Nord leads Griz golfers into Battle at Old Works

Nord leads Griz golfers into Battle at Old Works

MISSOULA — You could say Kris Nord, who will be serving as the Montana women’s golf program’s interim head coach for the team’s four-tournament fall schedule, has come full circle.

He’s made his livelihood coaching tennis, a sport he played collegiately at both UNLV and Boise State, but his association with the links goes back farther than that.

“I grew up in a golf family,” he says. “My brothers played college golf, my mom managed the (Missoula Country Club). My entire family golfed.

“I played junior golf tournaments before I ever touched a tennis racket, and golf is my passion for my athletic time these days.”

He was Montana’s first golf coach in the early 90s, and he’s back in the position again, taking over the program for the fall semester before a permanent replacement for Matt Higgins is hired this winter.

The Grizzlies open their fall season on Monday and Tuesday at the Battle at Old Works in Anaconda, a tournament that was originally going to be co-hosted by Montana and Montana State.

With Higgins’ sudden departure last month, it’s turned into Montana State’s tournament, with Montana joining the other schools that will be competing.

“We’ve been in scramble mode,” says Nord. “I’m trying to hit a recovery shot right now, but it’s all good. The kids on the team have been understanding, and I have some good seniors who have helped me find my way.”

The eight-team tournament will have an all-Division I field, with Cal State Fullerton, Cal State Northridge and Santa Clara traveling from California, plus Eastern Washington and Idaho State of the Big Sky Conference, and North Dakota State.

The tournament will be held at Old Works Golf Club and play a lengthy 6,456 yards. All but freshman Faith D’Ortenzio played the course last fall in a head-to-head exhibition against Montana State.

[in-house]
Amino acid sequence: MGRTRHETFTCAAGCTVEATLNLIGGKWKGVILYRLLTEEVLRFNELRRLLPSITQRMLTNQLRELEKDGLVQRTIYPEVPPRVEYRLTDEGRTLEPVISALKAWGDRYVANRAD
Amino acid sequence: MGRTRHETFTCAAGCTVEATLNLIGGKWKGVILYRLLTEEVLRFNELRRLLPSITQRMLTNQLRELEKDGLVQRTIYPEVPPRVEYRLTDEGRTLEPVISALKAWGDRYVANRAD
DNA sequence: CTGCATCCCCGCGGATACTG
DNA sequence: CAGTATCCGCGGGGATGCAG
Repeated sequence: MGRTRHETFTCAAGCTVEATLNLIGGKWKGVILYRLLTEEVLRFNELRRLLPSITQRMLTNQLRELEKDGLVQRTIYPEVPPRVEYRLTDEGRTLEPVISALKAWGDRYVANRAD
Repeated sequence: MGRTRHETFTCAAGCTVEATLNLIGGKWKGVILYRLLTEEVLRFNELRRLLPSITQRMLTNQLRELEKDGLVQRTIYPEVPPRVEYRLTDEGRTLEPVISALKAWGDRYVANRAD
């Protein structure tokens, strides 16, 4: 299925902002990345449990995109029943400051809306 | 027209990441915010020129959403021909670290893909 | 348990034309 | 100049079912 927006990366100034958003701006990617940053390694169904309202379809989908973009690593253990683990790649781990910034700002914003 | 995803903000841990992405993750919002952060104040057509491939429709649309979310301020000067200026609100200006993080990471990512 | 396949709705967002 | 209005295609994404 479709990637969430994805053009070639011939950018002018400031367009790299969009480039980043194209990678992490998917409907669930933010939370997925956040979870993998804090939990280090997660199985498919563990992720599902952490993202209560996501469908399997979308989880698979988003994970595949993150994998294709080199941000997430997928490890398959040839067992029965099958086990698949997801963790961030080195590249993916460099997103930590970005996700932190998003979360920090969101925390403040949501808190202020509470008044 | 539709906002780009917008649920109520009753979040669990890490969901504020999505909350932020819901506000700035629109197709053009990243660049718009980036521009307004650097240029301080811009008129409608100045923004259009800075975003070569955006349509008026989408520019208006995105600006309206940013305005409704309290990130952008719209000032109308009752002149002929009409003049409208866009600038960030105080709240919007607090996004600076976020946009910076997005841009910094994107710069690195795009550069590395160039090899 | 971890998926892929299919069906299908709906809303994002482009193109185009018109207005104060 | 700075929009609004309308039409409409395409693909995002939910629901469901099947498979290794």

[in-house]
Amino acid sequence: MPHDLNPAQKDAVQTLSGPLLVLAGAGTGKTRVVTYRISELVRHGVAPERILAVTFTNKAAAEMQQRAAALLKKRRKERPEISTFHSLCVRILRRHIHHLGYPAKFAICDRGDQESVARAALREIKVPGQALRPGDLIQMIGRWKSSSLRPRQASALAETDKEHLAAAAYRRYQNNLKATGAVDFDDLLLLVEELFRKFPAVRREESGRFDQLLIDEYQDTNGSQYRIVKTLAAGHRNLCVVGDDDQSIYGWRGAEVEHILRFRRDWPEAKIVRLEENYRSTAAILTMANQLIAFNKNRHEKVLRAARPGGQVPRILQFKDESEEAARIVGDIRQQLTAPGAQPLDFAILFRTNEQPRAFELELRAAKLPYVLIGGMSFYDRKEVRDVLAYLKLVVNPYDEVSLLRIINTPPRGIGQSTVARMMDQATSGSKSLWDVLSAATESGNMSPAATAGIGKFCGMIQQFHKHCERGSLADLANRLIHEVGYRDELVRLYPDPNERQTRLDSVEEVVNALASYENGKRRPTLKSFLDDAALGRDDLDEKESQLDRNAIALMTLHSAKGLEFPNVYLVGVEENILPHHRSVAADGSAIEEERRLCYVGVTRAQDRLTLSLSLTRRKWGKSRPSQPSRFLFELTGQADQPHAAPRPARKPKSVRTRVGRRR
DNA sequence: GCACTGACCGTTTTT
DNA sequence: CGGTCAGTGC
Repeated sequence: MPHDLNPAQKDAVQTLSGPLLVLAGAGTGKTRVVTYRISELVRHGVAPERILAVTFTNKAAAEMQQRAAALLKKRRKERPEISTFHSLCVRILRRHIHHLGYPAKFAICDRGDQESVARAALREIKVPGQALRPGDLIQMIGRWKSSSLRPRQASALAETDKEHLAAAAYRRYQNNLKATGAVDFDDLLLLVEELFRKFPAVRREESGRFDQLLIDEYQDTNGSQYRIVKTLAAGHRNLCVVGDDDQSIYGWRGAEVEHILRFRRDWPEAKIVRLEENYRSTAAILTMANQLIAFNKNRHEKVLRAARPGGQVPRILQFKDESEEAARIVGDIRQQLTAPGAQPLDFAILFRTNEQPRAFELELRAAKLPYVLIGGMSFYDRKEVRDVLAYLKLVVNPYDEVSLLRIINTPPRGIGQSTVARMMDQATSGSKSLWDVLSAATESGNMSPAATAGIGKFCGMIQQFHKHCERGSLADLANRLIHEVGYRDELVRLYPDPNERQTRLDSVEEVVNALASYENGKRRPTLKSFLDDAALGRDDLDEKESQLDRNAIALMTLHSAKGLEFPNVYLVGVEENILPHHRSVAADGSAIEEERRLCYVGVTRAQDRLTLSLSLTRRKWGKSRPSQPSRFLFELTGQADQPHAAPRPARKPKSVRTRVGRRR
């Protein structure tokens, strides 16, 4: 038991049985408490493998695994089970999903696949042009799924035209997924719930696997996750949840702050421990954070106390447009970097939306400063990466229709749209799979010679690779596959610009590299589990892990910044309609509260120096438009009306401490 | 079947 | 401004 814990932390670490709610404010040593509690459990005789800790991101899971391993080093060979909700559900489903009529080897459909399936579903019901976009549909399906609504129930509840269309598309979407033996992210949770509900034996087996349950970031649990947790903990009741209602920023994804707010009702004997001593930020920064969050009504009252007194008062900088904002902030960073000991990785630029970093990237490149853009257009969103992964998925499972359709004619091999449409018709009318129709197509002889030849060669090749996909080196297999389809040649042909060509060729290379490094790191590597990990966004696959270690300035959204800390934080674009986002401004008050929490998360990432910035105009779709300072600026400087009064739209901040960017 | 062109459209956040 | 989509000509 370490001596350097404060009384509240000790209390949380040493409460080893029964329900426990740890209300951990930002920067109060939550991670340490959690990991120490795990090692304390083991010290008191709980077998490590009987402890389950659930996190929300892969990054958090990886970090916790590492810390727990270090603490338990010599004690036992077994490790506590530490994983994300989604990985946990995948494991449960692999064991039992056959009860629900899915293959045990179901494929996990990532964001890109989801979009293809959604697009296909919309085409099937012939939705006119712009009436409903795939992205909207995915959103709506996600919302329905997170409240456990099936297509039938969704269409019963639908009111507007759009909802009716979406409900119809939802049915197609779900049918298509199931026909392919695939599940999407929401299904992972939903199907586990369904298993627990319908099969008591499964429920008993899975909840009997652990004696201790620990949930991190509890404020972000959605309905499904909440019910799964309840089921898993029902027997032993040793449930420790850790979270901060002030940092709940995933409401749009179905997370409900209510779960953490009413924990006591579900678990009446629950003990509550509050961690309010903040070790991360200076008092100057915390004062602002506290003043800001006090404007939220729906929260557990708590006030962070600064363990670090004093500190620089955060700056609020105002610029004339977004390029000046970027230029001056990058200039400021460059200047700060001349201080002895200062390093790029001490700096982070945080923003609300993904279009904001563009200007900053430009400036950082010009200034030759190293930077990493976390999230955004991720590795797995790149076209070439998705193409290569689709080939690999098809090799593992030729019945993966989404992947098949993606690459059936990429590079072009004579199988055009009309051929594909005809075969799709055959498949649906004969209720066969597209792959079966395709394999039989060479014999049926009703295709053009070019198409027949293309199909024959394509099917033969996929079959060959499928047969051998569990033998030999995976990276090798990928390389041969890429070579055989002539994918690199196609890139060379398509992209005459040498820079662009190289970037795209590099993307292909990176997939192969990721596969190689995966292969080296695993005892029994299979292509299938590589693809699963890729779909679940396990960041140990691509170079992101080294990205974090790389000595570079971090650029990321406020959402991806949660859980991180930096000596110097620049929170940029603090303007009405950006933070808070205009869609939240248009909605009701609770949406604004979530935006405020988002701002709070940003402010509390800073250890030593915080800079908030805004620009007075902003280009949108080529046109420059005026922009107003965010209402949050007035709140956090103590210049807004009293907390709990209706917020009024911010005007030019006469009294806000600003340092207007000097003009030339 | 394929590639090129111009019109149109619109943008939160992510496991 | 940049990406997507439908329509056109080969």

All seven players from Montana’s roster will compete, headlined by seniors Hailey Hoagland, a Butte High graduate, and Kari Opatz. Baylee Barckley is the only junior on the team, with Teigan Avery, Abby Pfeifer and Caylyn Villatora making up the sophomore class.

Opatz (77.03), Hoagland (78.40), Barckley (79.83) and Avery (79.89) had Montana’s lowest stroke averages last year.

“We’ll get over there Sunday and give it a nice practice round. Everybody gets to play, so I’ll see everybody play under pressure,” said Nord. “It will be fun to see the results by Tuesday night.

“My job will be to observe and help where I can and mostly stay out of their way. They’re a pretty good bunch. They don’t need much. When we go to practice, they go to work.”

It will be a different sport for Nord to coach than his men’s tennis program, which he’s turned over to Jason Brown for the fall, but the tournament dynamics won’t be much different.

In neither one is he able to keep an eye on all of his players all the time, so he’ll have to pick his spots and offer his assistance as needed.

“There are a ton of similarities. You watch them play and see trends and see how they react to things,” Nord says.

“I’ll work on keeping everybody’s chin up and playing hard despite what might have happened on the last shot or last hole. Just stay in the moment and play your best. It’s a lot like tennis is that respect. You’ve got to let things go and move on.”

Montana will have a quick turnaround after the tournament. Nord will take five players on Saturday to Chicago for the Loyola Invitational at the Flossmoor Country Club. After a practice round on Sunday, the tournament will be held on Monday and Tuesday.

By that point, Nord will finally have something to work with, even if that will mark the mid-point of his interim duties. Montana will wrap up its fall schedule at the Cowgirl Desert Intercollegiate in Palm Desert, Calif., and the Pat Lesser Harbottle Invitational in Tacoma, Wash., next month.

“Like tennis, I want to watch a couple of tournaments before we start working on things. I want to see what’s working and what’s not and get feedback from the athletes after competition,” Nord says. “Then I can give them my input and implement a plan.

“We want to get better every tournament, and I want to take some of the kids from last year who didn’t play as well as they wanted and get them playing better and being competitive in the lineup, because there is some really good talent on this team.”

Live results from the Battle at Old Works can be followed at

— Montana Sports Information

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